Certain allowances given by the employer to the employee are exempt u/s 10(14). All these exempt allowances are detailed in Rule 2 BB of Income-tax Rules and reference may be made to the same for details.

Relief u/s 89(1) of the Income Tax Act:

Where by reason of any portion of an assessee’s salary being paid in arrears, or in advance, or by reason of his having received in

any one financial year, salary for more than twelve months, or a payment of profit in lieu of salary u/s 17(3), his income is assessed at a rate higher than that at which it would otherwise have been assessed, the Assessing Officer shall, on an application made to him in this behalf, grant such relief as prescribed. The procedure for computing the relief is given in Rule 21A.

Computation of gross Total Income/ Total Income 

Gross total income of an individual is determined after considering income from all the heads, such as Salaries, Income from House Property, Capital Gains, Income from Other Sources etc. from the sum total of which certain deductions may be allowed.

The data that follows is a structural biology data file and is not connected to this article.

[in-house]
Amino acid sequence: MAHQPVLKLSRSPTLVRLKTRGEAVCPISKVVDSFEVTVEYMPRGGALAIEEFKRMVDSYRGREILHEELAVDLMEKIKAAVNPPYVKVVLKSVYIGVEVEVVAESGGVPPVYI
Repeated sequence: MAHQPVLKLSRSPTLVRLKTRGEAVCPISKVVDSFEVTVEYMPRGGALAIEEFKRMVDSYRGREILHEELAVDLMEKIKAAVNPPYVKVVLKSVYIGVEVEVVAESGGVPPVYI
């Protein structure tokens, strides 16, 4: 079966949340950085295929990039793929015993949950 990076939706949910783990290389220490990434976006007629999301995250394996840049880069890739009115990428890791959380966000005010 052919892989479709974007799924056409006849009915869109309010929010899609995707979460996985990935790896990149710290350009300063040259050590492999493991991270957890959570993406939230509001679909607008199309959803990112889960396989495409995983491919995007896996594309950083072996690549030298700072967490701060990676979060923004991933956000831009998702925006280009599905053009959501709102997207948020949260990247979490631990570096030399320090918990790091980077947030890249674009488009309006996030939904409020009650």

The total income from all the above heads of income is calculated in accordance with the provisions of the Income-tax Act as they stand on the first day of April of any assessment year.

Some popular deductions of the Income-tax Act available against salary income are listed below. The net figure of income so arrived is called ‘Total Income’ and is subjected to taxation as per the rates in force.

Some Popular Deductions from Salary (and Pension) Income

SectionNature of ExpensesAmount (in Rs.)
80CCD (1B)NPS50,000
80DDExpenses of disabled dependent (40%/ 80% disability)75,000/ 1,25,000
80UOwn physical disability (40%/ 80% disability)75,000/ 1,25,000
  80TTAInterest on Savings Account. Only available to Persons other than Senior Citizen/ Very Senior Citizen  10,000
  80TTBInterest on Savings Account and Interest on deposits with Post Offices, Banks, Co- operative bank. Only available to Senior Citizen & Very Senior Citizen  50,000
  80GDonation/ Contributions made to certain relief funds and charitable institutions. Contributions made to certain relief funds and charitable institutions (Only if paid by Cheque/ Bank Mode)50% of Donation or 10% of Total Income, whichever is higher.